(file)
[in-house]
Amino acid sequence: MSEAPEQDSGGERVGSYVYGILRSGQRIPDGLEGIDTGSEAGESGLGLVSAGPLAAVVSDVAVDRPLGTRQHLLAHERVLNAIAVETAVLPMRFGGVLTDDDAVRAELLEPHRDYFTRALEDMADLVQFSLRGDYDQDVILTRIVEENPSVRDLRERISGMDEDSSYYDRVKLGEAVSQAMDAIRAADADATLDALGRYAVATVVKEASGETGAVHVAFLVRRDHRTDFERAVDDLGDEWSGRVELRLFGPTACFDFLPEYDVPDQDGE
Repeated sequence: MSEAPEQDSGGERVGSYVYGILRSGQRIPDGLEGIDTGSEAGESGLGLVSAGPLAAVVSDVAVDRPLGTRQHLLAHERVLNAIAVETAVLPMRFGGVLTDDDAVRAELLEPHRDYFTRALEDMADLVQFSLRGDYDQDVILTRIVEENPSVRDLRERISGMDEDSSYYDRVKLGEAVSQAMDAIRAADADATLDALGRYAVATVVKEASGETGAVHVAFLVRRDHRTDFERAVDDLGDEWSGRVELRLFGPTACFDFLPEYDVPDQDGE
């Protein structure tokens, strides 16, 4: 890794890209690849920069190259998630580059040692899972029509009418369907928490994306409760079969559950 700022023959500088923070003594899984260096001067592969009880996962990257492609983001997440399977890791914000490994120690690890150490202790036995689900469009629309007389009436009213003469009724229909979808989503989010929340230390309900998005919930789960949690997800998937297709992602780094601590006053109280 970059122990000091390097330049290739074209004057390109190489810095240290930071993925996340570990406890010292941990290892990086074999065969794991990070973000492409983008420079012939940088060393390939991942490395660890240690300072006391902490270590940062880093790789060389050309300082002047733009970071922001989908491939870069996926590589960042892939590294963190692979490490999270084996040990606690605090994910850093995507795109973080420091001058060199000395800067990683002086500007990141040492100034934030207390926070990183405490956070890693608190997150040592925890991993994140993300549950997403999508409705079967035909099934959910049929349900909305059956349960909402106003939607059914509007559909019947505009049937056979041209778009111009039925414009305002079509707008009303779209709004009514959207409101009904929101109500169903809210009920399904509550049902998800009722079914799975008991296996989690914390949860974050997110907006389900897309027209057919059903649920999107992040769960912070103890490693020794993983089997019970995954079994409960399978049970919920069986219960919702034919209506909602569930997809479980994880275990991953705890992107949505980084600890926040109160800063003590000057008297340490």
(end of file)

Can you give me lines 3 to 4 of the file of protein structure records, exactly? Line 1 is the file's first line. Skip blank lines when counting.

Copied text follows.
Repeated sequence: MSEAPEQDSGGERVGSYVYGILRSGQRIPDGLEGIDTGSEAGESGLGLVSAGPLAAVVSDVAVDRPLGTRQHLLAHERVLNAIAVETAVLPMRFGGVLTDDDAVRAELLEPHRDYFTRALEDMADLVQFSLRGDYDQDVILTRIVEENPSVRDLRERISGMDEDSSYYDRVKLGEAVSQAMDAIRAADADATLDALGRYAVATVVKEASGETGAVHVAFLVRRDHRTDFERAVDDLGDEWSGRVELRLFGPTACFDFLPEYDVPDQDGE
């Protein structure tokens, strides 16, 4: 890794890209690849920069190259998630580059040692899972029509009418369907928490994306409760079969559950 700022023959500088923070003594899984260096001067592969009880996962990257492609983001997440399977890791914000490994120690690890150490202790036995689900469009629309007389009436009213003469009724229909979808989503989010929340230390309900998005919930789960949690997800998937297709992602780094601590006053109280 970059122990000091390097330049290739074209004057390109190489810095240290930071993925996340570990406890010292941990290892990086074999065969794991990070973000492409983008420079012939940088060393390939991942490395660890240690300072006391902490270590940062880093790789060389050309300082002047733009970071922001989908491939870069996926590589960042892939590294963190692979490490999270084996040990606690605090994910850093995507795109973080420091001058060199000395800067990683002086500007990141040492100034934030207390926070990183405490956070890693608190997150040592925890991993994140993300549950997403999508409705079967035909099934959910049929349900909305059956349960909402106003939607059914509007559909019947505009049937056979041209778009111009039925414009305002079509707008009303779209709004009514959207409101009904929101109500169903809210009920399904509550049902998800009722079914799975008991296996989690914390949860974050997110907006389900897309027209057919059903649920999107992040769960912070103890490693020794993983089997019970995954079994409960399978049970919920069986219960919702034919209506909602569930997809479980994880275990991953705890992107949505980084600890926040109160800063003590000057008297340490």